"VMware is trying to undermine OpenStack," said Renski, CMO and co-founder of Mirantis, an Openstack system integrator that has done work for Webex, GAP, Internap, PayPal and NASA. "You see enterprise adoption beginning but cloud adoption is not there yet."
It’s not unusual for big proprietary vendors to hitch their wagon to open source projects. In fact, as open source use expands, it’s become virtually imperative for any sane proprietary vendor to accede to project mentality. Microsoft, which once called Linux a cancer, actively supports Linux these days and even established a separate subsidiary called Open Technologies to work with open source communities.
Citrix, which purchased Cloud.com and tried to establish it as an industry standard, instead donated that code now known as CloudStack to the Apache Software Foundation as it became clear that OpenStack was gaining steam and that customers were not going to allow any proprietary vendor or group of vendors to assume control over the cloud. Both stacks are now available udner the Apache 2.0 license.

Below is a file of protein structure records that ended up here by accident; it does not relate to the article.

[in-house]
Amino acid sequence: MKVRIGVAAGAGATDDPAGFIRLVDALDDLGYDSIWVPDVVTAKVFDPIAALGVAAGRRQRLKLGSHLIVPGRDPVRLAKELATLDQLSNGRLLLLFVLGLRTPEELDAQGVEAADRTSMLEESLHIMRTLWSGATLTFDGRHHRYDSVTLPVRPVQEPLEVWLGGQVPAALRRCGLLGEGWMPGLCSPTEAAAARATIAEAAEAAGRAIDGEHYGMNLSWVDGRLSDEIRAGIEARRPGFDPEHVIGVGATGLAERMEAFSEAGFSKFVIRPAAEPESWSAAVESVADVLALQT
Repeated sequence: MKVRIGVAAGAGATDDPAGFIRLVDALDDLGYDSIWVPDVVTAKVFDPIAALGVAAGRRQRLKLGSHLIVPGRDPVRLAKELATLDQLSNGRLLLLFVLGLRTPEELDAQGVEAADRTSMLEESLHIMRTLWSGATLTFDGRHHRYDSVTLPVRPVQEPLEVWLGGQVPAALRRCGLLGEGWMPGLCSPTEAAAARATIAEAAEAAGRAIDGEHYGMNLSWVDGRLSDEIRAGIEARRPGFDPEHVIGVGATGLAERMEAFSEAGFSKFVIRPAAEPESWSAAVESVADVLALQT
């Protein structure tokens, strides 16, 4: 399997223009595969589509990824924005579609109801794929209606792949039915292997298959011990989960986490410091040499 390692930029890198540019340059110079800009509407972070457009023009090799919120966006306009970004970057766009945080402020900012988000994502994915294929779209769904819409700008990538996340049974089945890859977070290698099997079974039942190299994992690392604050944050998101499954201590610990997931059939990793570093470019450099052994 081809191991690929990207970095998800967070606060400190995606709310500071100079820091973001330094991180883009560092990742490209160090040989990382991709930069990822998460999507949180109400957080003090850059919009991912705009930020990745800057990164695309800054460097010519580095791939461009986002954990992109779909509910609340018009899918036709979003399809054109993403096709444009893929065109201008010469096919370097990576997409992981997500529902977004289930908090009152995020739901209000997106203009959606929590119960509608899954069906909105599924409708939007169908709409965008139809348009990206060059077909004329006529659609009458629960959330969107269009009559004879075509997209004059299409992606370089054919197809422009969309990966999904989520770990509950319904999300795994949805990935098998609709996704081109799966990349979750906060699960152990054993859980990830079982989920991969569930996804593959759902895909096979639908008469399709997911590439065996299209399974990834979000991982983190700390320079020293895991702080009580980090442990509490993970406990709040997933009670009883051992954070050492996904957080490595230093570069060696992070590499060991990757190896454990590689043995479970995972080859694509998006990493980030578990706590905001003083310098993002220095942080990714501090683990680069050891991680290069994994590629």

For some, the participation of VMware and Cisco – whose proprietary platforms face direct competition from the OpenStack cloud platform -- is simply a reflection of the immense power open source now yields in the IT industry.
The Platinum members of OpenStack, after all, are the biggest backers of open source and Linux -- IBM, Red Hat, SUSE, Canonical and HP.
SUSE's Alan Clark, Director of Industry Initiatives, Emerging Standards and Open Source at SUSE, was elected Chairman of the Board. Cisco's Tucker was appointed vice chairman.
[Editor's note: Cisco has had developers contributing code to OpenStack for more than a year and a half, and its involvement is not recent, the OpenStack Foundation told this blogger. This original post said Cisco's involvement was fairly recent. ]